THE HATEFUL EIGHT

Yes Yes! I know I am late but you know I had to watch this film three times before writing about it just because of the reputation (of course Tarantino’s not mine).

The Hateful Eight is Tarantino’s message to the audience that thinks he has shown too much brutality onscreen. Watch this and you know he is not satisfied yet. The message is loud and clear; don’t bother to come to the theatre next time if you are faint hearted.

This time the Wild Wild West is fully covered by white snow and the red color of blood is in perfect contrast. The very first scene, the camera moves very very slowly from an extreme close up of a wooden crucified Christ to capture the snow around and in that all white frame (except the black wooden Christ), appears a dark stagecoach and you know what to expect.

After the introductory scenes of four out of eight hateful characters (I am not counting the stagecoach driver) the story remains confined to a single cabin. All the talks and actions happen in that cabin only. Set in the just concluded Civil War era, we have with us, John Ruth (Kurt Russel), a bounty hunter whose glory is in calling himself ‘The Hangman’ (he enjoys watching the fugitives caught by him hanging by the neck), his driver O.B. (James Parks); his prisoner Daizy Domergue (Jennifer Jason Leigh), who is being escorted to Red Rock for hanging; the hard to trust Red Rock Sheriff Chris Mannix (Walton Goggins) who has not joined his duty yet; and Major Marquis Warren (Tarantino’s regular Samuel L. Jackson), an ex-slave turned war hero turned bounty hunter who has a bad reputation for his war-time atrocities. In the cabin, already present were Bob (Demian Bichir) a Mexican and the temporary caretaker (as the owners Minnie and her husband are mysteriously missing); a former confederate General (Bruce Dern); a British (Tim Roth) claiming to be the hangman; and a constantly lying man Joe Gage (Michael Madsen). They were later joined by Channing Tatum (in a short role).

Everyone seems lying and no one trusts the other. All these people are not completely strangers and some of them know each other by their reputations (obviously bad ones). There is not a glimpse of good, moral, and civil or any other such good words. When there are no gunshots, the brutalities are displayed in words, and trust me the talks are more venomous, brutal and disturbing than the gunshots. When Major Marquis Warren explains in detail how he killed the General’s son, I am sure any healthy mind would be filled with disgust and filth for the Major. But the beauty is he is on the right side of the law in this particular setup. Without bringing the law into context it’s impossible to decide who is doing the right thing. And even after bringing the law into the picture, you will not be convinced who is doing the right thing because there is no concept of right, here in this cabin.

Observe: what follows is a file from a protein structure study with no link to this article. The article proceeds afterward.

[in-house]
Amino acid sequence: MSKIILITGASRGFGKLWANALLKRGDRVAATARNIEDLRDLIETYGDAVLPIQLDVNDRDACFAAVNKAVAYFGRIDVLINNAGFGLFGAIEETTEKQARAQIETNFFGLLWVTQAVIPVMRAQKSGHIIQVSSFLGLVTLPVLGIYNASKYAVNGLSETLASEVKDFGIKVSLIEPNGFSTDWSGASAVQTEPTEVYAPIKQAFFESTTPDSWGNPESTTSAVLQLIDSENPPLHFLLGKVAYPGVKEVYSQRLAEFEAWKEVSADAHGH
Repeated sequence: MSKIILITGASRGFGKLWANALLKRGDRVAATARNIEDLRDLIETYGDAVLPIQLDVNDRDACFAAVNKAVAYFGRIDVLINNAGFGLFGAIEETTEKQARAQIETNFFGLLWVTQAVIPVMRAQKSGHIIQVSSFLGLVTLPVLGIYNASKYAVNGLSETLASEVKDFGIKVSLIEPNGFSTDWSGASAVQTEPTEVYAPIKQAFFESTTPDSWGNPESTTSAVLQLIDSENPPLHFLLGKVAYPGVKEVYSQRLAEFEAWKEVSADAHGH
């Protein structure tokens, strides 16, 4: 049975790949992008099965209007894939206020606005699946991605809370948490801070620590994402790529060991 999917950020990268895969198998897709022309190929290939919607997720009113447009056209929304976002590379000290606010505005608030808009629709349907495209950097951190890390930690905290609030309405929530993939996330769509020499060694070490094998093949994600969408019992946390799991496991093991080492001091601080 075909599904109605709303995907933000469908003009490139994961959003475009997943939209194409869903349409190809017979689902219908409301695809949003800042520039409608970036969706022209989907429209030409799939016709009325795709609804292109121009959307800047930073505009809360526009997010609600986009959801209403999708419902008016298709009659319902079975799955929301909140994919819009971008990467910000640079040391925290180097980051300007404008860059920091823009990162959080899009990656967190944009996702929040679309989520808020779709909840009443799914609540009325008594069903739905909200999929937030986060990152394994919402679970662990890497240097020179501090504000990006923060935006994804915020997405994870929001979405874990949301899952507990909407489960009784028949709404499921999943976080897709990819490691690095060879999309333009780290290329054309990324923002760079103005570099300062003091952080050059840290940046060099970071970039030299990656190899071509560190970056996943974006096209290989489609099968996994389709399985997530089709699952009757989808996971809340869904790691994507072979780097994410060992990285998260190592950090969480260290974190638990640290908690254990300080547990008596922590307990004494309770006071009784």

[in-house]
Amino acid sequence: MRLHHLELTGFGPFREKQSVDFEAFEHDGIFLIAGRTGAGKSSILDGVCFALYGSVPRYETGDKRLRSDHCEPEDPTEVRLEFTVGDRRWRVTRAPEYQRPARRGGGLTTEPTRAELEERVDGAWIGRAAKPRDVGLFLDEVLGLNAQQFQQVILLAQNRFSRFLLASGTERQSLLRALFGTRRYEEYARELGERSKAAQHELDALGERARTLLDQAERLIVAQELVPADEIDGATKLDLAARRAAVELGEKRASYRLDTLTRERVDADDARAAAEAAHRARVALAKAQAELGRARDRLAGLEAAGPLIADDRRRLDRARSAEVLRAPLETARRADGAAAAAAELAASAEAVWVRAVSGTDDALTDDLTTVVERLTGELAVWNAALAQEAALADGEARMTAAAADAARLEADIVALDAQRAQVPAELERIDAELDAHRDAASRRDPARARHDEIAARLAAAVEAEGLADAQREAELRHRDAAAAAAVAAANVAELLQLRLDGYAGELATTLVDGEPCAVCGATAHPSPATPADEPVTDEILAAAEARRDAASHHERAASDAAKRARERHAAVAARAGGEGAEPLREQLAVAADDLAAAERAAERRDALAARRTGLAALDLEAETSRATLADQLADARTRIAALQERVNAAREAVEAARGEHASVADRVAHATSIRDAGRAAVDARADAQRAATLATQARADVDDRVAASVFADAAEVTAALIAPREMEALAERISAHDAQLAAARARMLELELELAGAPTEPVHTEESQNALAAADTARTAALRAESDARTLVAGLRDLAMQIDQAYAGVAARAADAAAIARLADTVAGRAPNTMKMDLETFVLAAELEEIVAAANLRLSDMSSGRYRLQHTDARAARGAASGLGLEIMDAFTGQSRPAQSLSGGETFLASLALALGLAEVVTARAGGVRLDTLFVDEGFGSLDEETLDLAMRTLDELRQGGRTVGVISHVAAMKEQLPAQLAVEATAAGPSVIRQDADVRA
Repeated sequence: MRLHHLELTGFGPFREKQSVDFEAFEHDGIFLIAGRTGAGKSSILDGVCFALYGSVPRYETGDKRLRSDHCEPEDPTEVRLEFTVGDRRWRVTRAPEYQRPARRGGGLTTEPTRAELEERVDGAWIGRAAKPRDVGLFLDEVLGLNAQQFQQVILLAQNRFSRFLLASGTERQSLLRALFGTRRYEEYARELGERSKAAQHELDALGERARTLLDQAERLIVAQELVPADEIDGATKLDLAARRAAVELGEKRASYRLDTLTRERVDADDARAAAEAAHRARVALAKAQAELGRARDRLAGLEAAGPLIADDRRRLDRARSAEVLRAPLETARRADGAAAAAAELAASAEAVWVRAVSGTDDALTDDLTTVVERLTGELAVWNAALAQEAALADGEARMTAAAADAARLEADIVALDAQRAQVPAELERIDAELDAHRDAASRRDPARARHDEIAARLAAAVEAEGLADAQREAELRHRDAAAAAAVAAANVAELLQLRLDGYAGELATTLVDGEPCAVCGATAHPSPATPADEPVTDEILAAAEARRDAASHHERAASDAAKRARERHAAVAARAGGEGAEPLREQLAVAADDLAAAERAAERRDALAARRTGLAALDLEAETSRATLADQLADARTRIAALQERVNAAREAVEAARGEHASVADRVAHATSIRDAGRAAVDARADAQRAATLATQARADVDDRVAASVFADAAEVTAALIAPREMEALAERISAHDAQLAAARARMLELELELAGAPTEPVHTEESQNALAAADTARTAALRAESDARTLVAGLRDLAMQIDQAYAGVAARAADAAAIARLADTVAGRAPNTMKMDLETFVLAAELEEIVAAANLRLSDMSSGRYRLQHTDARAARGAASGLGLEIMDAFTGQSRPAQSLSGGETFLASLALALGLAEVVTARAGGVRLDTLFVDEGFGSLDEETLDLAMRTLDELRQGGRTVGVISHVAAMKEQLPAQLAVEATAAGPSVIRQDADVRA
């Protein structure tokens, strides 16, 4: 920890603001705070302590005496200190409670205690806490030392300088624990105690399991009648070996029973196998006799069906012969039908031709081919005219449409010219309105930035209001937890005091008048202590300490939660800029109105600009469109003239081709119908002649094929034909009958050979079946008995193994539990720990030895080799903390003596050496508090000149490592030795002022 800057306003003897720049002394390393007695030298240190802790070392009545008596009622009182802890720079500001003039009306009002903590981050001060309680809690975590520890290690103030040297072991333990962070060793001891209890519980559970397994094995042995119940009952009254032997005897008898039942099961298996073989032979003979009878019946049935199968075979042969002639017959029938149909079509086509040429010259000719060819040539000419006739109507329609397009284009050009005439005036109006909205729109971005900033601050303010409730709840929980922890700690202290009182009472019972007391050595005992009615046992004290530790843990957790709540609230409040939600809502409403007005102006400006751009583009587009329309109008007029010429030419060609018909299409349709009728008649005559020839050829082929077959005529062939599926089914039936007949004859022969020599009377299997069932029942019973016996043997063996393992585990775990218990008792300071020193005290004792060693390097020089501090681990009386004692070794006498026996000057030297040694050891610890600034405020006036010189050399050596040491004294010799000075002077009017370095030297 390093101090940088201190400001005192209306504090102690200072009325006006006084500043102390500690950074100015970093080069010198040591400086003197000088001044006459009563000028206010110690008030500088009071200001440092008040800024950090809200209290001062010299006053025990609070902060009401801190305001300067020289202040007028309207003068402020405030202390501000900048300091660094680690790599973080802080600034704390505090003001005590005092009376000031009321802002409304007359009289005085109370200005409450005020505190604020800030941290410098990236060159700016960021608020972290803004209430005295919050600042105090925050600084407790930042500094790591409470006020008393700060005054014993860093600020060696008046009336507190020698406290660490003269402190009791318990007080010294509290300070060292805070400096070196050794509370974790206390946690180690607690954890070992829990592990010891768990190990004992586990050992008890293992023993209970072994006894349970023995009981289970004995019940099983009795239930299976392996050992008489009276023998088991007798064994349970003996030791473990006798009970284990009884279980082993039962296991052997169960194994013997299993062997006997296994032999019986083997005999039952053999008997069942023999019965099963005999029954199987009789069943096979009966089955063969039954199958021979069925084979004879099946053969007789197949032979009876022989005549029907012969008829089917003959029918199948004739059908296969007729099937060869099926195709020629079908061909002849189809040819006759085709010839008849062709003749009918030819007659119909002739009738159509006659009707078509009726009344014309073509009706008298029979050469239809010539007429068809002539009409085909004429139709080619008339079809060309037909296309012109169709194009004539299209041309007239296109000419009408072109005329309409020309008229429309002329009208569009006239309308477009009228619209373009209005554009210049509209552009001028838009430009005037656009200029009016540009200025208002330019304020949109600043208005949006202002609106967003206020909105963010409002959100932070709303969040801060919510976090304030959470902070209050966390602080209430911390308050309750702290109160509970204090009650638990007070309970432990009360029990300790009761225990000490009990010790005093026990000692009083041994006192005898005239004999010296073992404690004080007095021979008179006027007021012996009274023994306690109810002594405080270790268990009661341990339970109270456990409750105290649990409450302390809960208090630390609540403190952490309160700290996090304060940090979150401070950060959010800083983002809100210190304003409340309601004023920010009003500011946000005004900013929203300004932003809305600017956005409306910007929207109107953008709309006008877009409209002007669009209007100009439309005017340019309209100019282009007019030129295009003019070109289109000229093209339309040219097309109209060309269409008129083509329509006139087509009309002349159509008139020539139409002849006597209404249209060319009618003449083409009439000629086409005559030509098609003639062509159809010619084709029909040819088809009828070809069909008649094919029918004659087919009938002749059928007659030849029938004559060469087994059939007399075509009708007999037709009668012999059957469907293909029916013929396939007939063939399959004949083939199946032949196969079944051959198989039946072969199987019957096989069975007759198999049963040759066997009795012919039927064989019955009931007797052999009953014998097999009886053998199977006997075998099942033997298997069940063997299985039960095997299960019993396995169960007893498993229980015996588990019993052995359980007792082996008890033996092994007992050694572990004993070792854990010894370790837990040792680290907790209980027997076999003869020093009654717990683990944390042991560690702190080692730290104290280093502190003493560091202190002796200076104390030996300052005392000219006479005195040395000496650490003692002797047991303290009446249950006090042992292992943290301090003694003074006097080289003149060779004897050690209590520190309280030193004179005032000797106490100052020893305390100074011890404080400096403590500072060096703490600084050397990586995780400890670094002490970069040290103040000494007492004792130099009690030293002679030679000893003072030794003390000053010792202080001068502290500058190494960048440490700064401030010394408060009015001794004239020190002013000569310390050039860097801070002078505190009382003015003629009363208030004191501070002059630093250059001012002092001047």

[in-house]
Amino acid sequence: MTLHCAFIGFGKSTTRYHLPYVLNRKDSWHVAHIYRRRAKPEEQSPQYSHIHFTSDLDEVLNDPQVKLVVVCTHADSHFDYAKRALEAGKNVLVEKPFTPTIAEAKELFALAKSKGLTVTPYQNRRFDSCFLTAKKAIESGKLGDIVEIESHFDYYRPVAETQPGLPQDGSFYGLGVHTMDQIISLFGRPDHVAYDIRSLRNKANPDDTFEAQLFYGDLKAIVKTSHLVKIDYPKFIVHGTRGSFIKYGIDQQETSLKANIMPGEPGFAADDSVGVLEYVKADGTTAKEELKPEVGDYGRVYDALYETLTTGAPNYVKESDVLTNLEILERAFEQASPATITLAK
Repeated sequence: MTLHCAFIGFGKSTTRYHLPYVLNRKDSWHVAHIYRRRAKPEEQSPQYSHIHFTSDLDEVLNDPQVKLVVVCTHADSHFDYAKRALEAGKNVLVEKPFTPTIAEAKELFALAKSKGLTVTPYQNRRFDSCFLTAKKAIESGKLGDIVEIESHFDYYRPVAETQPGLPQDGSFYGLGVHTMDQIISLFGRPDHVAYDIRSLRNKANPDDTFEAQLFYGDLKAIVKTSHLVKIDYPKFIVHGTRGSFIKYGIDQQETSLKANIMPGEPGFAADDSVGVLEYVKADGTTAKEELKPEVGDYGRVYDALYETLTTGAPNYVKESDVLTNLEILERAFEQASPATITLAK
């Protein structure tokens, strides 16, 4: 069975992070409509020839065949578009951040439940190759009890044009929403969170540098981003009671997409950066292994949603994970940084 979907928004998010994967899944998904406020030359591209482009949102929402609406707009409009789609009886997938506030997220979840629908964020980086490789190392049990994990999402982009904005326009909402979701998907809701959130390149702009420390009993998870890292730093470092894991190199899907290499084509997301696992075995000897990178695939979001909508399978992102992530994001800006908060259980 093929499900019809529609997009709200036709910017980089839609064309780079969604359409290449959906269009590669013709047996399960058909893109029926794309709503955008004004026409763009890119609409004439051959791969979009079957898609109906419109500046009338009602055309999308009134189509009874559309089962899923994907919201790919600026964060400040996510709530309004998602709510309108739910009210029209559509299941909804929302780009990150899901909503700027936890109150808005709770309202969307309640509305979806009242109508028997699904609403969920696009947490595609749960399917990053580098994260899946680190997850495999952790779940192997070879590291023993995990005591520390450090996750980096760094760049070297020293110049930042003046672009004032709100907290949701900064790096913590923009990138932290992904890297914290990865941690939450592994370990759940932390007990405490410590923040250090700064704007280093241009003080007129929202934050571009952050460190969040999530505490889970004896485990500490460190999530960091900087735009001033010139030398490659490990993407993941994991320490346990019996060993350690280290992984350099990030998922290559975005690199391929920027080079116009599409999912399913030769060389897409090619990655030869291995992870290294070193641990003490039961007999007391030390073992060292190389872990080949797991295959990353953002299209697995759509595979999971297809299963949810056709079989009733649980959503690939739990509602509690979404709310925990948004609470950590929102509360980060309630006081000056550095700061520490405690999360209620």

The brutality shown to women in this film and the shameless creepy laughs and disturbing visuals after shooting someone in the head is pure perversion. Every single character is loathsome. If you want the details go and watch it yourself because in telling this story I feel like I am one of the characters (I am a bit apprehensive but it’s true, I thoroughly enjoyed it)

But after all it’s a Tarantino film and he succeeds in creating the exact environment that was required. I am sure he would understand that I am actually complimenting him for showing exactly what he intended to. This is what makes him Quentin Tarantino. No doubt why some critics are even questioning Tarantino’s own morality after watching this film and calling him immoral, perverse and misogynist.

The characters are interesting but the story binding these characters is not there. The imaginativeness of Django Unchained is missing and so is Christoph Waltz (I missed him so much). Over dependence on dialogues rather than the story proves to be a faulty premise and very unlikely Tarantinoesque. The cinematography is top notch. Tarantino actually convinced his cinematographer, Robert Richardson to shoot in Ultra Panavision 70mm, a format that has barely been used since 1960’s.

I would recommend our Indian filmmakers to learn just one thing from this film, the use of background score in telling a story. It’s superb and I would say it’s one of the major characters in this film.

I say it again  I missed Christoph Waltz so much in this film. Maybe his morality did not allow him to become one of these degenerates.

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